Mom had style. (Submitted)

Liam’s Lowdown: To the mom I never had

She died from ovarian cancer in her mid 40s soon after I was born

Eventually, our parents die. They might not mean to, but they do. Sometimes it’s sooner than expected.

My mother died from cancer when I was eight months old. When diagnosed, the doctors gave her six months to live and unlike a Disney movie, she fulfilled that expectation perfectly. I always thought it was ironic that my star sign is Cancer. I wasn’t breastfed as mom was too sick, her life slowly ebbing.

The Harrap family pre-Liam. (Submitted)

I didn’t even know what a ‘mother’ was until I went to school. All the other kids had this woman handing them lunch bags and giving them hugs and kisses at the start of the day. Weird.

I remember when I asked dad about what happened to mom. He was kneading bread at the time, his hands and arms wrapped in sticky dough. He suddenly stopped. A look of dread washed over his face as if the question had come sooner then he wished. Of course, I already knew the answer. She was dead.

While my mom didn’t brandish a sword or lead armies to battle, she had a similarity with Caesar. They both died on the same day.

My dad raised me the best he could. He was the best father I could have asked for. While he had no money, he gave me something far more valuable. His time.

The only thing I have from my mom is a card, “To my darling little boy from his mommy.” If my house caught fire and I could only take a handful of things, that would be one of them.

What I know of my mom is from faint echoes left behind, like spaghetti spilled on white carpet. The noodles are gone but the marinara stains remain.

My sister said our mom was ahead of her time. She had real eclectic Bohemian style and wore fuchsia lipstick. Her drinks of choice were coffee and red wine. Mom had always wanted to go to Hawaii. Her favourite movie was Grease and while she loved to sing, she was terrible. Absolutely tone-deaf.

Mom and me. My sister said mom didn’t want me to see her dying as babies shouldn’t be around death. So, I didn’t spend much time with her for the last three months of her life. This photo was taken in the final grips of cancer. (Submitted)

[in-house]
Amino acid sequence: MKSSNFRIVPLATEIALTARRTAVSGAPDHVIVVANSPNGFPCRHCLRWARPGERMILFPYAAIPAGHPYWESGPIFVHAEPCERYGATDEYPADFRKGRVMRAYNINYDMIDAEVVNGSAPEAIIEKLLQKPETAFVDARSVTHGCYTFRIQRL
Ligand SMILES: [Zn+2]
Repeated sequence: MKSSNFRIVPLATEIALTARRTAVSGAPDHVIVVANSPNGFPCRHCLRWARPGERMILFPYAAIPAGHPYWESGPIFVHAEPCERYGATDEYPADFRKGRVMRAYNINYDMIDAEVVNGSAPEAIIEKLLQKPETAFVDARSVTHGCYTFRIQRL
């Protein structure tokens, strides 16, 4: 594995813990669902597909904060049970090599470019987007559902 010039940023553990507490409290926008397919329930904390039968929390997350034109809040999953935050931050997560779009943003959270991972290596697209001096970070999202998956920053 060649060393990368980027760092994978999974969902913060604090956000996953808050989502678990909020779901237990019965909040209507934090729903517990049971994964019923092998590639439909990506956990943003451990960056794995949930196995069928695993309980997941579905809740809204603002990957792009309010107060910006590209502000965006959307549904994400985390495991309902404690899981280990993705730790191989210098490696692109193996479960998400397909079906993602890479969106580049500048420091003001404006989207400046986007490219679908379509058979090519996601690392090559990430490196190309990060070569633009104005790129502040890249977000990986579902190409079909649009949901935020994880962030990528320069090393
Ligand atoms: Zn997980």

Apparently mom was also very good at making kimchi.

My sister said she has used mom as a guideline for life. Mom told her to avoid people who create drama and the importance of cherishing and maintaining close friends. My sister was 15 when mom died.

Mom apparently always gave good advice. When she first met her best friend, mom told her to “stick with me — I know every bathroom in this town.”

She knew it was always important to be prepared for the worst. For example, mom kept candy and treats in her sewing machine. Just in case.

In many ways, mom lived a simple life. She wasn’t a doctor, lawyer or general. She didn’t find the cure for polio, discover the Northwest Passage or step foot on the moon.

She lived. She loved. She gave life. And there’s something inspiring about that.

If your mom is still alive, give her a hug and tell her all the things you’ve meant to but haven’t. Because eventually, she will die. She might not mean to, but she will.

Sometimes it’s sooner than expected.


 

@pointypeak701
liam.harrap@revelstokereview.com

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My sister said our mom was ahead of her time. She had a real eclectic bohemian style and wore fuchsia lipstick. (Submitted)

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